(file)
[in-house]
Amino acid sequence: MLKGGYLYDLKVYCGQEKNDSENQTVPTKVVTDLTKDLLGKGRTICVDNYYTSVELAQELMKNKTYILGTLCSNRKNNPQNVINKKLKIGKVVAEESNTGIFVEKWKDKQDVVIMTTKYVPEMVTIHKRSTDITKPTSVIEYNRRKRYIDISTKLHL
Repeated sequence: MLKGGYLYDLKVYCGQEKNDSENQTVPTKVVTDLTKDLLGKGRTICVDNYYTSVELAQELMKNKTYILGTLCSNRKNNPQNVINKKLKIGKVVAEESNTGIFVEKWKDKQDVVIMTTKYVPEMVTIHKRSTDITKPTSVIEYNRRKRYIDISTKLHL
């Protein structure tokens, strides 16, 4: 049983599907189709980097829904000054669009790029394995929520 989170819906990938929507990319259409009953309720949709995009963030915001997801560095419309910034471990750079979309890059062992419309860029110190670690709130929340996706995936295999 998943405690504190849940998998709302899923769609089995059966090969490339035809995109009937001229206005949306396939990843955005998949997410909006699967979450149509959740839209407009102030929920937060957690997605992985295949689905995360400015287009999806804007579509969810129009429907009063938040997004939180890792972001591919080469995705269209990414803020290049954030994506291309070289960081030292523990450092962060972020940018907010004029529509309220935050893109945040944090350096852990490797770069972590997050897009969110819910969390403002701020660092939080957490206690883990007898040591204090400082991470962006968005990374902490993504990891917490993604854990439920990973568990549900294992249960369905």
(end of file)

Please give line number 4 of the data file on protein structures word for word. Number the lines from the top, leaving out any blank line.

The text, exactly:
């Protein structure tokens, strides 16, 4: 049983599907189709980097829904000054669009790029394995929520 989170819906990938929507990319259409009953309720949709995009963030915001997801560095419309910034471990750079979309890059062992419309860029110190670690709130929340996706995936295999 998943405690504190849940998998709302899923769609089995059966090969490339035809995109009937001229206005949306396939990843955005998949997410909006699967979450149509959740839209407009102030929920937060957690997605992985295949689905995360400015287009999806804007579509969810129009429907009063938040997004939180890792972001591919080469995705269209990414803020290049954030994506291309070289960081030292523990450092962060972020940018907010004029529509309220935050893109945040944090350096852990490797770069972590997050897009969110819910969390403002701020660092939080957490206690883990007898040591204090400082991470962006968005990374902490993504990891917490993604854990439920990973568990549900294992249960369905």